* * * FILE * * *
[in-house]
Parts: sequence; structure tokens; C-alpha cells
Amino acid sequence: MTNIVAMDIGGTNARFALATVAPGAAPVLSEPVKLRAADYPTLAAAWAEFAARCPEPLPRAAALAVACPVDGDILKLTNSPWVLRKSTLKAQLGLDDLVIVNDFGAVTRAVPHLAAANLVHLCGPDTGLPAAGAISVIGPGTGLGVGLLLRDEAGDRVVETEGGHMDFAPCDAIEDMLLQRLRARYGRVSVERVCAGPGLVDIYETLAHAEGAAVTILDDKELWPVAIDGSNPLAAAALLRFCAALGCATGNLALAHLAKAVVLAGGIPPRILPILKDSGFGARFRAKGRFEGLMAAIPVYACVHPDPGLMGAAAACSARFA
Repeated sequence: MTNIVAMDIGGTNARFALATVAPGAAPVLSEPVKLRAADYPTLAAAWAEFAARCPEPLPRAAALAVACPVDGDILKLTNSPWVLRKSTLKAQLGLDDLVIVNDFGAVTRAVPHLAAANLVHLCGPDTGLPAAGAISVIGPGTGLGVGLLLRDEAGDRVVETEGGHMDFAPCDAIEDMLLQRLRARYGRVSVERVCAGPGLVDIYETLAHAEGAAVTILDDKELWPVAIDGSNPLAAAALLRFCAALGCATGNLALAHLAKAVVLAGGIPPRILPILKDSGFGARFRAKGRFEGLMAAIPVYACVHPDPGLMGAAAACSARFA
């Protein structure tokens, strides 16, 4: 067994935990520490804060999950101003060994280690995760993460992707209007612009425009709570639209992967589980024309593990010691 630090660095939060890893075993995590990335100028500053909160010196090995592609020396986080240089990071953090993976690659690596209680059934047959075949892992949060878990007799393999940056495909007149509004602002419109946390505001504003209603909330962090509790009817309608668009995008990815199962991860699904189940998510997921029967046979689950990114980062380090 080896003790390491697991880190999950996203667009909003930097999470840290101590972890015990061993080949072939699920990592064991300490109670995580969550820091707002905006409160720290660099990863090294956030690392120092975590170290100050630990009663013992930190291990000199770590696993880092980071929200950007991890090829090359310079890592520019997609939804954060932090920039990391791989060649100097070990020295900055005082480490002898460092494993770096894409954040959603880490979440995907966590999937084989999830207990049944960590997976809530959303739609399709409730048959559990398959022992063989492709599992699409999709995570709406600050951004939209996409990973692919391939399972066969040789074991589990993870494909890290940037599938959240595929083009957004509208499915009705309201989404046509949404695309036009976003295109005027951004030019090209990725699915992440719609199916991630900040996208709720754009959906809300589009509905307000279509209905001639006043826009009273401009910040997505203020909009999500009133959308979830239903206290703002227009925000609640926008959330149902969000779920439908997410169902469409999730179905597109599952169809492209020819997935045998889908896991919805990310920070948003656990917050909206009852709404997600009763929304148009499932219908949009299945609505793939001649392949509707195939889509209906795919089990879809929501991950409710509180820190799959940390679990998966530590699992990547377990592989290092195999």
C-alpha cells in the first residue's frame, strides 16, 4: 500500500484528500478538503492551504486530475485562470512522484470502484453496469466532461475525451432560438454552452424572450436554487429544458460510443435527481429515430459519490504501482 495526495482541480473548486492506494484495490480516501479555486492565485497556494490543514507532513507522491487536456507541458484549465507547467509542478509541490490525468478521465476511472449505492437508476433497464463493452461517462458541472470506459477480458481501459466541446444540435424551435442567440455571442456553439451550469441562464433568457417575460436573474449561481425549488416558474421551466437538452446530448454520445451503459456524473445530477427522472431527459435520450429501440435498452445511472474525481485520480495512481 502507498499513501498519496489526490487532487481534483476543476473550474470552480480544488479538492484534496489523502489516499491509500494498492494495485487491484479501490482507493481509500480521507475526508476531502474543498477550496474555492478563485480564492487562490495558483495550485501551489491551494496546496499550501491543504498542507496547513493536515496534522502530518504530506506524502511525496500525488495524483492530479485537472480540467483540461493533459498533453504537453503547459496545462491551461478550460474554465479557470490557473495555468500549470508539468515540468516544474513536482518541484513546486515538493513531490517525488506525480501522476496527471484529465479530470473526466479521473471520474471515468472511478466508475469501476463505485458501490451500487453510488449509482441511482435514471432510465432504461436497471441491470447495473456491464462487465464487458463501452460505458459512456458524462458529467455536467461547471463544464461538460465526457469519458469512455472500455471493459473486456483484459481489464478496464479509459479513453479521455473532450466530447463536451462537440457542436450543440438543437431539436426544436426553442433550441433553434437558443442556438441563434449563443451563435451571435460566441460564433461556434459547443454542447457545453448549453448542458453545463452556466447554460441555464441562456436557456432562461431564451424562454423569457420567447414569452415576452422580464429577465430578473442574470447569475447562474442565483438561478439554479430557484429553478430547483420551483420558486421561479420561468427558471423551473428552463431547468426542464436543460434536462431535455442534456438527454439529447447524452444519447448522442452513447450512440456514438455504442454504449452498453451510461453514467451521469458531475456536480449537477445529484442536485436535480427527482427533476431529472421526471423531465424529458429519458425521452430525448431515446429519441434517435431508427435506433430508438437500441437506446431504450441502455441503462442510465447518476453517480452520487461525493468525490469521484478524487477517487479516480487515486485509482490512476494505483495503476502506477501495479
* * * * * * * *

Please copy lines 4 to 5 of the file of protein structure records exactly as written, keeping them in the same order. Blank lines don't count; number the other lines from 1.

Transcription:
Repeated sequence: MTNIVAMDIGGTNARFALATVAPGAAPVLSEPVKLRAADYPTLAAAWAEFAARCPEPLPRAAALAVACPVDGDILKLTNSPWVLRKSTLKAQLGLDDLVIVNDFGAVTRAVPHLAAANLVHLCGPDTGLPAAGAISVIGPGTGLGVGLLLRDEAGDRVVETEGGHMDFAPCDAIEDMLLQRLRARYGRVSVERVCAGPGLVDIYETLAHAEGAAVTILDDKELWPVAIDGSNPLAAAALLRFCAALGCATGNLALAHLAKAVVLAGGIPPRILPILKDSGFGARFRAKGRFEGLMAAIPVYACVHPDPGLMGAAAACSARFA
């Protein structure tokens, strides 16, 4: 067994935990520490804060999950101003060994280690995760993460992707209007612009425009709570639209992967589980024309593990010691 630090660095939060890893075993995590990335100028500053909160010196090995592609020396986080240089990071953090993976690659690596209680059934047959075949892992949060878990007799393999940056495909007149509004602002419109946390505001504003209603909330962090509790009817309608668009995008990815199962991860699904189940998510997921029967046979689950990114980062380090 080896003790390491697991880190999950996203667009909003930097999470840290101590972890015990061993080949072939699920990592064991300490109670995580969550820091707002905006409160720290660099990863090294956030690392120092975590170290100050630990009663013992930190291990000199770590696993880092980071929200950007991890090829090359310079890592520019997609939804954060932090920039990391791989060649100097070990020295900055005082480490002898460092494993770096894409954040959603880490979440995907966590999937084989999830207990049944960590997976809530959303739609399709409730048959559990398959022992063989492709599992699409999709995570709406600050951004939209996409990973692919391939399972066969040789074991589990993870494909890290940037599938959240595929083009957004509208499915009705309201989404046509949404695309036009976003295109005027951004030019090209990725699915992440719609199916991630900040996208709720754009959906809300589009509905307000279509209905001639006043826009009273401009910040997505203020909009999500009133959308979830239903206290703002227009925000609640926008959330149902969000779920439908997410169902469409999730179905597109599952169809492209020819997935045998889908896991919805990310920070948003656990917050909206009852709404997600009763929304148009499932219908949009299945609505793939001649392949509707195939889509209906795919089990879809929501991950409710509180820190799959940390679990998966530590699992990547377990592989290092195999």